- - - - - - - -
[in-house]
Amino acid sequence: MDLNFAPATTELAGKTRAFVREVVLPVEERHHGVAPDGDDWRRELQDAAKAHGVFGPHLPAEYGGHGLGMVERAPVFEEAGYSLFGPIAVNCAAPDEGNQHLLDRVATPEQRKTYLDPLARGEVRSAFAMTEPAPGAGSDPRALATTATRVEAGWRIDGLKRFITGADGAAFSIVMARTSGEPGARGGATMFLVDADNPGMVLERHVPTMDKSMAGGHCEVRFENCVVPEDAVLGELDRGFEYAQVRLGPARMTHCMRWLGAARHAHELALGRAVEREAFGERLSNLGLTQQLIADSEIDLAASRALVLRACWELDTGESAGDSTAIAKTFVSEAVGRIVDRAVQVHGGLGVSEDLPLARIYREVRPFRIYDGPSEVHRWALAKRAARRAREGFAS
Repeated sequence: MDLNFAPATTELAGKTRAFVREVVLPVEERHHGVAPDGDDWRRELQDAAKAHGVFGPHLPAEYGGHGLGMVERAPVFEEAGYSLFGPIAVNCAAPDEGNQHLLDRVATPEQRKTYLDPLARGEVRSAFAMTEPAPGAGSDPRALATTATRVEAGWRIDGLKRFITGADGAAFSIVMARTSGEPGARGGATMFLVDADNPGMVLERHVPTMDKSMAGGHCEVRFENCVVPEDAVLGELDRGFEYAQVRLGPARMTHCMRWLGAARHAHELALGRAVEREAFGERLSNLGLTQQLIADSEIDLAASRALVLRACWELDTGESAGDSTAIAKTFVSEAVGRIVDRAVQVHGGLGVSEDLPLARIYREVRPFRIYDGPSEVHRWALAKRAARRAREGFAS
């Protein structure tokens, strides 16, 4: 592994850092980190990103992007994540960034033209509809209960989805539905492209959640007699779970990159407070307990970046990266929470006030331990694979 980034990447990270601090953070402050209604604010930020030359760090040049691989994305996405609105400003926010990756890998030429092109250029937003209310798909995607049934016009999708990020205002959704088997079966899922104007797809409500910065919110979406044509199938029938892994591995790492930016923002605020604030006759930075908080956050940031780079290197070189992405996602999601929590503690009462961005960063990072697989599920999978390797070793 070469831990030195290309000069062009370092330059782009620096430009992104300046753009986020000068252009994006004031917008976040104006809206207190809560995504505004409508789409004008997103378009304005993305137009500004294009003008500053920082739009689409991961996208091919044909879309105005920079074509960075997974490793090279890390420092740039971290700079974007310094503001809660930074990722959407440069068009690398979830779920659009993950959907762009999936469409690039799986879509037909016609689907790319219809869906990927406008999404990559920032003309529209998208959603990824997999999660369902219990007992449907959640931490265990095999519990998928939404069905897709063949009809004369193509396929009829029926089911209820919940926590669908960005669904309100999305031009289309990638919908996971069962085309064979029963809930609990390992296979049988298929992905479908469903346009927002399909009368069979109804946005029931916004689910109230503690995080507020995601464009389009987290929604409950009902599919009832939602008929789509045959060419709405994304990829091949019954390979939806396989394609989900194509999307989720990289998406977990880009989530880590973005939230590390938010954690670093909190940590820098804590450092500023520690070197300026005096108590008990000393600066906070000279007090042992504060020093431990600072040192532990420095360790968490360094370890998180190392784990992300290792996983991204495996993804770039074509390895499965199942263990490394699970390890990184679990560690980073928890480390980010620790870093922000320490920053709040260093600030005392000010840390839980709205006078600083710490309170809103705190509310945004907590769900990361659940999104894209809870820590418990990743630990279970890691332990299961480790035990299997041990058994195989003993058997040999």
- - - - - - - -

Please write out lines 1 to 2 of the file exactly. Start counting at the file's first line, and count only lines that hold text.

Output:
[in-house]
Amino acid sequence: MDLNFAPATTELAGKTRAFVREVVLPVEERHHGVAPDGDDWRRELQDAAKAHGVFGPHLPAEYGGHGLGMVERAPVFEEAGYSLFGPIAVNCAAPDEGNQHLLDRVATPEQRKTYLDPLARGEVRSAFAMTEPAPGAGSDPRALATTATRVEAGWRIDGLKRFITGADGAAFSIVMARTSGEPGARGGATMFLVDADNPGMVLERHVPTMDKSMAGGHCEVRFENCVVPEDAVLGELDRGFEYAQVRLGPARMTHCMRWLGAARHAHELALGRAVEREAFGERLSNLGLTQQLIADSEIDLAASRALVLRACWELDTGESAGDSTAIAKTFVSEAVGRIVDRAVQVHGGLGVSEDLPLARIYREVRPFRIYDGPSEVHRWALAKRAARRAREGFAS